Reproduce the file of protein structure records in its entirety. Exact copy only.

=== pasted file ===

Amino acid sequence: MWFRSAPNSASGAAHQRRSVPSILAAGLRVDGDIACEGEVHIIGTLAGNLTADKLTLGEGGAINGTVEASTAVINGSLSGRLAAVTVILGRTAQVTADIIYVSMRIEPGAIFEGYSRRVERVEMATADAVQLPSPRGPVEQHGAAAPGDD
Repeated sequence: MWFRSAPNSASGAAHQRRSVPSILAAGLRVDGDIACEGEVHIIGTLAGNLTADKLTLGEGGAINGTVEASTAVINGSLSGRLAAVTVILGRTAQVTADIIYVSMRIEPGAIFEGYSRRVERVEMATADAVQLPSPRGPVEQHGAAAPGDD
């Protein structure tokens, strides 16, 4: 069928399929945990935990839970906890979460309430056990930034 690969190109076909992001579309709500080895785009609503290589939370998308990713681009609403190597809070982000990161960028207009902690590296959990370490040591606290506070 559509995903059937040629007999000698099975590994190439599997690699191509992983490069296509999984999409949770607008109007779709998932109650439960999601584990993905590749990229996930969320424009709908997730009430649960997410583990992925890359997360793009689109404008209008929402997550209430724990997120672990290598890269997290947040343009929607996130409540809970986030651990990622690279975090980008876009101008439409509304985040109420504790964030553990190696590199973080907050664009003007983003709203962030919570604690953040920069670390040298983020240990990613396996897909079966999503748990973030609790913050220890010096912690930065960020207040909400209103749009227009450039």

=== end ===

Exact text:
Amino acid sequence: MWFRSAPNSASGAAHQRRSVPSILAAGLRVDGDIACEGEVHIIGTLAGNLTADKLTLGEGGAINGTVEASTAVINGSLSGRLAAVTVILGRTAQVTADIIYVSMRIEPGAIFEGYSRRVERVEMATADAVQLPSPRGPVEQHGAAAPGDD
Repeated sequence: MWFRSAPNSASGAAHQRRSVPSILAAGLRVDGDIACEGEVHIIGTLAGNLTADKLTLGEGGAINGTVEASTAVINGSLSGRLAAVTVILGRTAQVTADIIYVSMRIEPGAIFEGYSRRVERVEMATADAVQLPSPRGPVEQHGAAAPGDD
């Protein structure tokens, strides 16, 4: 069928399929945990935990839970906890979460309430056990930034 690969190109076909992001579309709500080895785009609503290589939370998308990713681009609403190597809070982000990161960028207009902690590296959990370490040591606290506070 559509995903059937040629007999000698099975590994190439599997690699191509992983490069296509999984999409949770607008109007779709998932109650439960999601584990993905590749990229996930969320424009709908997730009430649960997410583990992925890359997360793009689109404008209008929402997550209430724990997120672990290598890269997290947040343009929607996130409540809970986030651990990622690279975090980008876009101008439409509304985040109420504790964030553990190696590199973080907050664009003007983003709203962030919570604690953040920069670390040298983020240990990613396996897909079966999503748990973030609790913050220890010096912690930065960020207040909400209103749009227009450039």